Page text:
Why tire rotation is so important
Tires wear unevenly on every vehicle, making tire rotation one of the most important maintenance items you can perform to maintain the best traction and stopping power and increase the life of your tires. Here’s an explanation of why tires wear unevenly, how often you should have them rotated, along with a cost/benefit analysis.
Why tires wear unevenly
It doesn’t matter whether you drive a front wheel drive, rear wheel drive, all-wheel drive, or four wheel drive vehicle: 60% of the vehicle’s weight is carried by the front tires. That fact alone means the front tires wear faster than the rear tires. Plus, the front tires perform all steering maneuvers, causing more rubber to “scrub” off the tire in turns. Also, 80% of the vehicle’s braking is done by the front tires since the vehicle weight shifts forward during a stop. When you factor in the extra weight and wear from steering and braking, it’s no wonder that front tires wear faster than rear tires.
Finally, front tires are subject to more impacts from potholes and parking lot barriers. Those impacts can result in a momentary air pressure loss that causes under inflation. Under inflated tires wear faster than tires that have the correct air pressure. See this post to understand why the correct air pressure is so important to tire life.
Why not skip costly tire rotations and just replace the front tires when they wear out?
New tires generate the highest rolling resistance simply because they have more rubber that has to flex with each tire rotation. That high flex rate generates heat in the rubber which can lower its life. However, new tires also have deep grooves between the tread blocks that literally pump air and water out from the center of the tire, moving it to the side shoulders and fanning it away from the tire. Tires rely on this built-in cooling system to keep the rubber from degrading.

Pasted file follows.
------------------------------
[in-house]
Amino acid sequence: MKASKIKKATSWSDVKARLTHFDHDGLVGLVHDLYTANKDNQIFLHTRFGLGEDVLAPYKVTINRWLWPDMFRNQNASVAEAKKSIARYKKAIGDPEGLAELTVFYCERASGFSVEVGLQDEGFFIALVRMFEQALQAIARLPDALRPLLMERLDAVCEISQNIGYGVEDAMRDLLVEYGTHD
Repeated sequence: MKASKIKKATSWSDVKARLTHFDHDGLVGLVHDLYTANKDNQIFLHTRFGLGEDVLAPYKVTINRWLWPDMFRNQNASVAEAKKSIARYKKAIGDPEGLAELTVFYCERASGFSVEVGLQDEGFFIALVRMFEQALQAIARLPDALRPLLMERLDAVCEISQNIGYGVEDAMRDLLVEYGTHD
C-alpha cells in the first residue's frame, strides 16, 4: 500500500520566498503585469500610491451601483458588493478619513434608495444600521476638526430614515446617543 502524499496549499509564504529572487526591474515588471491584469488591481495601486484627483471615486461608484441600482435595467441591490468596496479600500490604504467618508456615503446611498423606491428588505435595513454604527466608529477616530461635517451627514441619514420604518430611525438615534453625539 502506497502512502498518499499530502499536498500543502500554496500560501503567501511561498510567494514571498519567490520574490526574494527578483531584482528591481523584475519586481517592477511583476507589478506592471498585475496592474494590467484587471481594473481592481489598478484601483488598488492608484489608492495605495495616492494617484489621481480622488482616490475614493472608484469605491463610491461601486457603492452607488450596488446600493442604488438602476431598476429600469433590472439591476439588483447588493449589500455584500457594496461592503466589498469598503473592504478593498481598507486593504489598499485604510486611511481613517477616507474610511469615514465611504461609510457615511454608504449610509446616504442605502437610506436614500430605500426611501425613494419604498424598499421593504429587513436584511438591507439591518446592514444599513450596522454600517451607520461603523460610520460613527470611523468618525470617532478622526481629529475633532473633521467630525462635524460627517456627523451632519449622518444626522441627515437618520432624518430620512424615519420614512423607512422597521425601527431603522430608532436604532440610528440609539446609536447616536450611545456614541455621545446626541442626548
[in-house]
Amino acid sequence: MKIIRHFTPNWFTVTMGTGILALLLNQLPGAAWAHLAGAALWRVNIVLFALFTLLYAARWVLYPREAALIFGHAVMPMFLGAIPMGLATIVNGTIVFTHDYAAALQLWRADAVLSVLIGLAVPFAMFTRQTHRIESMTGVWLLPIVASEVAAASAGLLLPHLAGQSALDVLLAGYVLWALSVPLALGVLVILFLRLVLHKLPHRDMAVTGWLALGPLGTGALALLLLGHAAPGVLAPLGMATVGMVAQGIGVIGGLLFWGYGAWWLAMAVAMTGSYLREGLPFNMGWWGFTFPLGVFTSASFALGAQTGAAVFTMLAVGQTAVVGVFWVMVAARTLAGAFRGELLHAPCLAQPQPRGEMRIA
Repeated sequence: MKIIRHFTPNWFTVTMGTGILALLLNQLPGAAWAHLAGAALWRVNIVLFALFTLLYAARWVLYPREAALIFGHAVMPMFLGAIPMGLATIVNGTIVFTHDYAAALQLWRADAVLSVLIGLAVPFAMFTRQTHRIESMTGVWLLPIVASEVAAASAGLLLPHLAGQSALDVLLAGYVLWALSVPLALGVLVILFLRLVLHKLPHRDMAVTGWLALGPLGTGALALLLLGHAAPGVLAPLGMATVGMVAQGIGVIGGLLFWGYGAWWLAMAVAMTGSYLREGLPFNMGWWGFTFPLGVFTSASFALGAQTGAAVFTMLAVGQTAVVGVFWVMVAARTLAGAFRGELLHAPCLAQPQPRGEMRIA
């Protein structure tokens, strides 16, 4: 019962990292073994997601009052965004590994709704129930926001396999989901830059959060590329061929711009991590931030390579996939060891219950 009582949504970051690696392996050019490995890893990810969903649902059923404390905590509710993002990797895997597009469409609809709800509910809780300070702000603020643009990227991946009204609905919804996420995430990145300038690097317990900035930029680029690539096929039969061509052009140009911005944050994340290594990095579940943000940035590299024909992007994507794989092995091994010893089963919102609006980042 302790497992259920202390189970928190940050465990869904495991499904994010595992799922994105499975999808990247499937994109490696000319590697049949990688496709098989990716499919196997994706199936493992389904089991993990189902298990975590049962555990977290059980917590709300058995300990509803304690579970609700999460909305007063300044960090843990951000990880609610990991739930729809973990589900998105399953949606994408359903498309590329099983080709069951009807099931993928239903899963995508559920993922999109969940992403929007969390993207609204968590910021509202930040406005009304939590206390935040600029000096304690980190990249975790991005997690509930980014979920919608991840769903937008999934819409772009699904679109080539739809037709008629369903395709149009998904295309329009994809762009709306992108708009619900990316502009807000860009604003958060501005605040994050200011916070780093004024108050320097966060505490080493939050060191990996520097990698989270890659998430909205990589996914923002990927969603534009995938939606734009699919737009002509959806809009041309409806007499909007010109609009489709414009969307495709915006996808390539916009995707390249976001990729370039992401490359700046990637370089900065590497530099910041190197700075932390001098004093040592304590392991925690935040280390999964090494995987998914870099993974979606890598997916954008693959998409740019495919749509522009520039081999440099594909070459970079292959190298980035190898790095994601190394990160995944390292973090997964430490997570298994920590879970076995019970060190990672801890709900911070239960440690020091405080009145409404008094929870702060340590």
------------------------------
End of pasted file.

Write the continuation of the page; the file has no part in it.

But as the tread blocks wear, they’re less able to move air and water. When that happens, the tread wear accelerates due to the heat. Since front tires run hotter than rear tires due to the extra weight, steering, and braking functions, they’re more susceptible to this kind of accelerated wear as the tread block approach their end of life.
Skipping tire rotation service simply accelerates the wear on the front tires. How much? See the cost/benefit section of this article.
What tire rotation accomplishes
Tire rotation spreads the wear evenly across all four tires, increasing overall tire life and safety. In addition, tire rotation evens out any wear patterns that have developed in the tires.
What are typical tire rotation patterns?
The cost/benefit analysis of tire rotation
Many tire shops sell a mounting and lifetime tire rotation and balancing package for about $20 per tire. However, most independent repair shops and dealers charge about $25 each time they rotate your tires.
If you buy the lifetime rotation/balance package from a tire store, you’ll spend an extra $80 up-front on a set of four tires. If you have a dealer rotate your tires every 5,000 miles at $25 each time you’ll spend $300 during the life of a set of 4 60,000 mile tires.
Failing to rotate your tires can shorten the life of the front tires by 50%.
Tire rotation cost/benefit analysis
Let’s us a 2010 Mazda CX-7 crossover/SUV for our comparison. It’s typical of many late crossover/SUV model vehicles with low profile tires. A low cost tire for this vehicle costs around $240.
Cost per mile with tire store rotation package
4 tires at $240 each plus $20/each rotation/balance add on. $1,040 ÷ 60,000 miles = 0.0173/mile
Cost per mile with rotations done every 5,000 miles at $25 each
4 tires at $240 each plus $300 for rotation. $1,260 ÷ 60,000 miles = 0.0210/mile
Cost per mile with NO rotations
4 tires at $240 =$960, plus 2 new tires at 30,000 to replace the worn out front tires. +$480= $1,440
$1,440 ÷ 60,000 miles= 0.024/mile
The net result is that failure to rotate your tires actually costs you 39% more.
In addition, buying tires from a dealer or independent repair shop and paying for rotation each time will cost you 21.5% more than buying the same tires from a tire store that offers a lifetime rotation/balance package for $20/tire.
Additional benefits of tire rotation
• Longest tread life
• Better handling in turns and better braking due to even tire tread depth at all four wheels
• Lower overall cost
How often should you rotate your tires?
As a general rule, you should rotate your tires every 5,000 to 7,000 miles, depending on the advice of the tire manufacturer or tire store service manager. Choose the lower tire rotation interval if you routinely carry a heavy load in your vehicle, have a heavy foot and like jack-rabbit starts, and like to brake hard.
©, 2016 Rick MuscoplatPosted on by Rick Muscoplat